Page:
Education equity and quality

Overview

What UNICEF is doing

Early childhood development

Quality education

Gender equality

Children with disabilities

Life skills

Impact with equity

Results for children

 

Quality education

Rapid expansion in enrolment has meant that classroom sizes have mushroomed – with an average of 66 pupils in each government primary school classroom in 2011. Mwanza region is hardest hit, with an average 89 pupils per classroom.

In some classrooms there can be as many as 200 children, particularly at the lower primary school grade levels.

There has been no corresponding increase in the number of trained teachers – the pupil:qualified teacher ratio stands at 49:1. Again there are regional disparities with Tabora region’s ratio standing at 65:1 and Kilimanjaro region’s at 34:1.

Most schools also face extreme shortages in textbooks, desks, chairs, toilets, water supply, and hand-washing facilities. On average there is one textbook for every 5 students and 1 latrine for 54 and 51 boys and girls respectively.

This is far below the norm pupil: latrine ratio of 25:1 for boys and 20:1 for girls and impacts especially on girls’ attendance and performance.

Teaching methods are often gender-biased. A national survey of violence against children revealed that many teachers exceed the legal limits of officially sanctioned corporal punishment. Over 50 percent of girls and boys interviewed reported being punched, kicked or whipped by a teacher.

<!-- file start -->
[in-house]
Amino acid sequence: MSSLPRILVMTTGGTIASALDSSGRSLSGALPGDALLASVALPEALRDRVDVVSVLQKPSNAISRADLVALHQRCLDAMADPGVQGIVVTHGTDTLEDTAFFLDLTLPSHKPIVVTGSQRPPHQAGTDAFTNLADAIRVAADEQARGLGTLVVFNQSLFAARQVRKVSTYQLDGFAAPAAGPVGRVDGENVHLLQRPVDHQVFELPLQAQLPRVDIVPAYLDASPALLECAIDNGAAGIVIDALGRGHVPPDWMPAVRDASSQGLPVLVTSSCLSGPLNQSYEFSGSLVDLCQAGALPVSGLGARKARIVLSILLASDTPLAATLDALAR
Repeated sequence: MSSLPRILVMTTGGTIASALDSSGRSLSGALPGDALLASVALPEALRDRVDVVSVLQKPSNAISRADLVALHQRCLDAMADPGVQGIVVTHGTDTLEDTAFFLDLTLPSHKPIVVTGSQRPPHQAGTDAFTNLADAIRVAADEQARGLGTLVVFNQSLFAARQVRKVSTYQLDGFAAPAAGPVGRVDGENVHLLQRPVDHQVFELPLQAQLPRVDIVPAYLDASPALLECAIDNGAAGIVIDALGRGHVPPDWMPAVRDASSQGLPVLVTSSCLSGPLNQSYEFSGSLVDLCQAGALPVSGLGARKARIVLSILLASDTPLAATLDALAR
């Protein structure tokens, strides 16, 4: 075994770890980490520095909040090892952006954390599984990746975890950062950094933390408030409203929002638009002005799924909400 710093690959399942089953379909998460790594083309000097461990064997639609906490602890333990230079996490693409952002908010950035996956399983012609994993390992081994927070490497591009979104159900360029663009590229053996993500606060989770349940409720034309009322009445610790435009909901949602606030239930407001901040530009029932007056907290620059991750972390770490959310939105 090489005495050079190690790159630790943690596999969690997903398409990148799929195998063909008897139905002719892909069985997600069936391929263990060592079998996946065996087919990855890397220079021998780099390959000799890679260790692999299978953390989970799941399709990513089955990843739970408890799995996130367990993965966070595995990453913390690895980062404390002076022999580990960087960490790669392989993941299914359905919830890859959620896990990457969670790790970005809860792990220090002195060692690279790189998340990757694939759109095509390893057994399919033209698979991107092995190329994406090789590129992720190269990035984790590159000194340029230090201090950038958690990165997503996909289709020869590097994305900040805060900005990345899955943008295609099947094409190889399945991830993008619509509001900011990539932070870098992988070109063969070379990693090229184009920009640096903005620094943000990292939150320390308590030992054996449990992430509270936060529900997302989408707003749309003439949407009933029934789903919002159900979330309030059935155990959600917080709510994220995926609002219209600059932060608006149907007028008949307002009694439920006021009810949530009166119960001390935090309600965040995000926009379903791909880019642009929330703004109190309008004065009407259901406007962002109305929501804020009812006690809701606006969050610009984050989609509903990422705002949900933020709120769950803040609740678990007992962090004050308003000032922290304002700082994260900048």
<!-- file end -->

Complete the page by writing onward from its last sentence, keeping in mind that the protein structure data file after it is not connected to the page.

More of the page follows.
UNICEF in action

UNICEF plays a critical role in helping Tanzania move towards a vision of quality and equity education. This is particularly important given the many challenges children face in going to and staying in school and getting a good education.

UNICEF supports the development and implementation of national quality standards that provide a holistic school development structure based on a child friendly approach.

This stresses the importance of providing an encouraging environment for learning in school, including safety and protection from violence, access to clean water and sanitation, as well as effective teaching and learning processes, improved governance and successful learning outcomes.

Support for in-service teacher education and training in selected districts, Whole School Planning and strengthening the school inspection and supervision system is leading to a significant improvement on the delivery of quality education in these districts. More important, it is providing evidence to Government of what works and what can be scaled up nationally.

 

 
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